CZ 75 SP-01 Shadow 2 Part 2
A unique design that translates well to a CO2 pistol
By Dennis Adler
Aside from Česká zbrojovka, the original Czechoslovakian manufacturer, the CZ-75 design has been duplicated by over 20 armsmakers worldwide, some with very familiar names. Regardless of whether it is called a Baby Desert Eagle II, a Jericho, or a Tanfoglio, they are all based on the Model CZ 75, including the European American Armory (EAA) Witness series, seven different models from TriStar Arms, nine from Eagle Imports, the Turkish-built Canik TP 9V2 and the handcrafted Swiss-built Sphinx SDP series. They all begin with the basics of the Česká zbrojovka (chess-ka za-brav-ka, design. Today the initials CZ are sufficient, just like Sig, which is the acronym for Shweizerische Industrie-Gesellschaft.
CZ has been in the arms-making business since 1936 producing a wide range of military and civilian weapons, including target pistols. Shooting IPSC matches has become one of the top three competition sports in the Czech Republic, and CZ pistols are the handguns of choice. CZ and CZ designed pistols, like the Tanfoglio Gold Custom, have won numerous world championship titles.
A shape like no other
If you know your European handgun designs, you can tell a CZ 75 at a glance no matter whose name is on it. This is one of the best DA/SA semi-autos ever designed, and that carries through to the ASG branded CO2 models. A CZ 75-based design is easily recognized by its shallow slide, which rides lower and inside the frame rails, rather than on the outside and over the frame like a 1911, as an example. The CZ design allows for a very tight slide-to-frame fit, not only for the cartridge-firing models but for the air pistols as well. Of course, before we go giving CZ all the credit for this unusual characteristic, they didn’t invent it, but rather adopted the design from another legendary handgun, the Sig P210, which was designed in 1947.
The originl P210 was built by Swiss armsmaker SIG, which was founded in 1860. Today, SIG is now part of the Luke & Ortmeier Group that incudes independent firearms companies Mauser, J.P. Sauer, Sig-Sauer Inc., Sig-Sauer GmbH, and SAN Swiss Arms. Not quite as old as the Colt Model 1911 (109 years), the 73-year old P210 is still built today as a limited edition Sig Sauer branded model, the P210 Target, and there have been various models since the P210 was introduced. Even after nearly three-quarters of a century, the Sig is still regarded as one of the most accurate handguns in the world, and it is with this knowledge that guns using the P210 design, like the CZ 75 and all CZ 75-based handguns, have an inherent degree of accuracy that comes from their slide and frame design.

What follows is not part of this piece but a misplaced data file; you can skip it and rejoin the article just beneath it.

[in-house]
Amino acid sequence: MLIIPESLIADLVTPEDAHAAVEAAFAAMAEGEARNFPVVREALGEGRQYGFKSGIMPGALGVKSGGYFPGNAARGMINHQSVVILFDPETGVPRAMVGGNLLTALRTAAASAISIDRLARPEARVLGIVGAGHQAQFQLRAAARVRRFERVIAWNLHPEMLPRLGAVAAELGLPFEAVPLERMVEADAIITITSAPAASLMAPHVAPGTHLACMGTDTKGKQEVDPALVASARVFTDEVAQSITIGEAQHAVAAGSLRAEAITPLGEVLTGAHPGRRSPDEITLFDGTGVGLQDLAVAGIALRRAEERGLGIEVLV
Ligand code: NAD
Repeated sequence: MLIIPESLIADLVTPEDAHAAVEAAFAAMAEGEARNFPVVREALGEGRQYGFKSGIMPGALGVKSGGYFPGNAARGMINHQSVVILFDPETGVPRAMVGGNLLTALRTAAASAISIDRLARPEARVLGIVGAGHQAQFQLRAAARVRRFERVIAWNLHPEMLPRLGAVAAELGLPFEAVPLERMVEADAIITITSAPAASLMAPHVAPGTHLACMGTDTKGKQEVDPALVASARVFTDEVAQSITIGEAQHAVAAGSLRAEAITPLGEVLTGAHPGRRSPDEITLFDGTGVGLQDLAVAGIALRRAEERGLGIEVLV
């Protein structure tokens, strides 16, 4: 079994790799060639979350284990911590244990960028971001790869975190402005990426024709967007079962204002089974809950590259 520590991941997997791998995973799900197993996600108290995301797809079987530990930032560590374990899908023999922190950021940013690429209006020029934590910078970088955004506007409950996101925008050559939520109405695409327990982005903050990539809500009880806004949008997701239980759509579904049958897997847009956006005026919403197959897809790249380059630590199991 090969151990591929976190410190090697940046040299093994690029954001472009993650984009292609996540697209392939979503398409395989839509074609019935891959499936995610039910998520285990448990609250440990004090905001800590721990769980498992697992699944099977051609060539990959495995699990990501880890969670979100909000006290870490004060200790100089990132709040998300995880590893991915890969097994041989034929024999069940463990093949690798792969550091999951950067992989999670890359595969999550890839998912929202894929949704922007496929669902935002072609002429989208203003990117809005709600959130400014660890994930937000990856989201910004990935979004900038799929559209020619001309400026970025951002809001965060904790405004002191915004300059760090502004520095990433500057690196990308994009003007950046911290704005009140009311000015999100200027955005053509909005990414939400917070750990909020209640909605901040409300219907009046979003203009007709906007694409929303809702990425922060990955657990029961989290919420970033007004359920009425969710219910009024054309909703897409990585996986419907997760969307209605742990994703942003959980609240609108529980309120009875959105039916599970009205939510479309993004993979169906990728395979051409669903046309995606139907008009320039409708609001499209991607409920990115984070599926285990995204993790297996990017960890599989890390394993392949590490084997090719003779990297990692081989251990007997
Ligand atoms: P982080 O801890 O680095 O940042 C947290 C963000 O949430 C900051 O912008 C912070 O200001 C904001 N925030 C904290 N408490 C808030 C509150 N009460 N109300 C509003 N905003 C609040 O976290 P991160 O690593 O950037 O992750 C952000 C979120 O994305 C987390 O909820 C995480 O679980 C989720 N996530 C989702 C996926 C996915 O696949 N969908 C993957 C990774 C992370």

The centerfire CZ 75 models are all short-recoil, locked-breech designs utilizing the Browning linkless cam locking system common among the majority of modern semi-autos. The .177 caliber models use a modified blowback action design with a separate recoil spring, guide rod and linkless barrel like the centerfire models. Although the gun can be initially field stripped it does not break down internally exactly like the centerfire models, and after the basic removal of the slide from the frame, it is not necessary to remove the recoil spring, guide rod and barrel, as the assembly of the barrel lug and interface with the guide rod and recoil is unique to the air pistol (some added disassembly is required).
The internal designs from the CZ 75 CO2 model to the SP-01 Shadow and Shadow 2 are a little different, just like the exteriors. All of the advantages of the SP-01, such as ambidextrous safeties, are carried forward into the Shadow 2 which adds the redesigned grip profile for a better hold, new slide serrations, reshaped safeties and hammer, new adjustable rear sights, adjustable magazine release, front strap checkering, re-contoured and slightly more undercut triggerguard, single notch accessory rail, adjustable trigger, and a hop-up system designed for the BB gun. This is one instance when version 2.0 (or just 2), looks like a big step up.
Is a new model with new features always going to be a better gun overall? One question that immediately arises is velocity. The box that the gun comes in has the specs on the side label, and the number is a shockingly low 286 fps. The SP-01 Shadow used for the Shadow Blue update delivered an average velocity of 319 fps, a high of 324 fps, a low of 317 fps. While the average for the SP-01 was 319 fps, out of 10 shots through the chronograph, the gun exceeded 320 fps six times. So, is 285 fps a typo on the Shadow 2 box? Or could it be the rating for the European market? Since the box is also marked “For USA Only” it is a bit of a puzzlement. It can’t be 285 fps.
I am concluding Part 2 with a quick run through the chronograph using Umarex steel BBs to find the answer. The hop-up setting is being left at the factory default and the same with the trigger which, as it comes, has a terrific 0.31 inch take up in single action and an SA trigger press of just 2 pounds, 0.8 ounces; about as smooth as you could want for a target trigger. Average velocity for 10 rounds clocked 313 fps with a high of 322 fps and a low of 300 fps, so the Shadow 2 doesn’t quite deliver the same velocity as the SP-01, but with the sights as they were set from the factory, at 21 feet the total spread for three velocity tests (30 rounds) was 1.75 inches with multiple overlapping hits. With that may shots on the target I can only guesstimate a best 5-round group at 0.625 inches. It may be a few fps shy of the SP-01 but it is better than 285 fps and with all of the added features yet to be explored, this is a very promising beginning for the Shadow 2.